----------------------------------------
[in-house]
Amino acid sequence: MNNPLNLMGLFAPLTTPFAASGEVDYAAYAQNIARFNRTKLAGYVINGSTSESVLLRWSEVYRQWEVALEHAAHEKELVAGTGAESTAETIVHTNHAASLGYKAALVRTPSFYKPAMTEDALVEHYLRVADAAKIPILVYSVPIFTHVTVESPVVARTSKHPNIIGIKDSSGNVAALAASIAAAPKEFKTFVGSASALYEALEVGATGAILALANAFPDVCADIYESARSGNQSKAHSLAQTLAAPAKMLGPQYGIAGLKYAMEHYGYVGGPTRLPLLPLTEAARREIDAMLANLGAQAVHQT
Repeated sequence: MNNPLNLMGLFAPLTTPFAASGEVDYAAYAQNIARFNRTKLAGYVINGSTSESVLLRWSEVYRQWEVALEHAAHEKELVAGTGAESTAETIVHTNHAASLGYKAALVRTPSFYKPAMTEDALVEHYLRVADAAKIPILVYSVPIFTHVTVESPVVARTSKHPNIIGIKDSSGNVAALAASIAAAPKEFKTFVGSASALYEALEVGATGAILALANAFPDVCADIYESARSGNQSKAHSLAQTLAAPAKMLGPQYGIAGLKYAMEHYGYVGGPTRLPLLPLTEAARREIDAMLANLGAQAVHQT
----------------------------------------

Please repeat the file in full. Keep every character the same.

[in-house]
Amino acid sequence: MNNPLNLMGLFAPLTTPFAASGEVDYAAYAQNIARFNRTKLAGYVINGSTSESVLLRWSEVYRQWEVALEHAAHEKELVAGTGAESTAETIVHTNHAASLGYKAALVRTPSFYKPAMTEDALVEHYLRVADAAKIPILVYSVPIFTHVTVESPVVARTSKHPNIIGIKDSSGNVAALAASIAAAPKEFKTFVGSASALYEALEVGATGAILALANAFPDVCADIYESARSGNQSKAHSLAQTLAAPAKMLGPQYGIAGLKYAMEHYGYVGGPTRLPLLPLTEAARREIDAMLANLGAQAVHQT
Repeated sequence: MNNPLNLMGLFAPLTTPFAASGEVDYAAYAQNIARFNRTKLAGYVINGSTSESVLLRWSEVYRQWEVALEHAAHEKELVAGTGAESTAETIVHTNHAASLGYKAALVRTPSFYKPAMTEDALVEHYLRVADAAKIPILVYSVPIFTHVTVESPVVARTSKHPNIIGIKDSSGNVAALAASIAAAPKEFKTFVGSASALYEALEVGATGAILALANAFPDVCADIYESARSGNQSKAHSLAQTLAAPAKMLGPQYGIAGLKYAMEHYGYVGGPTRLPLLPLTEAARREIDAMLANLGAQAVHQT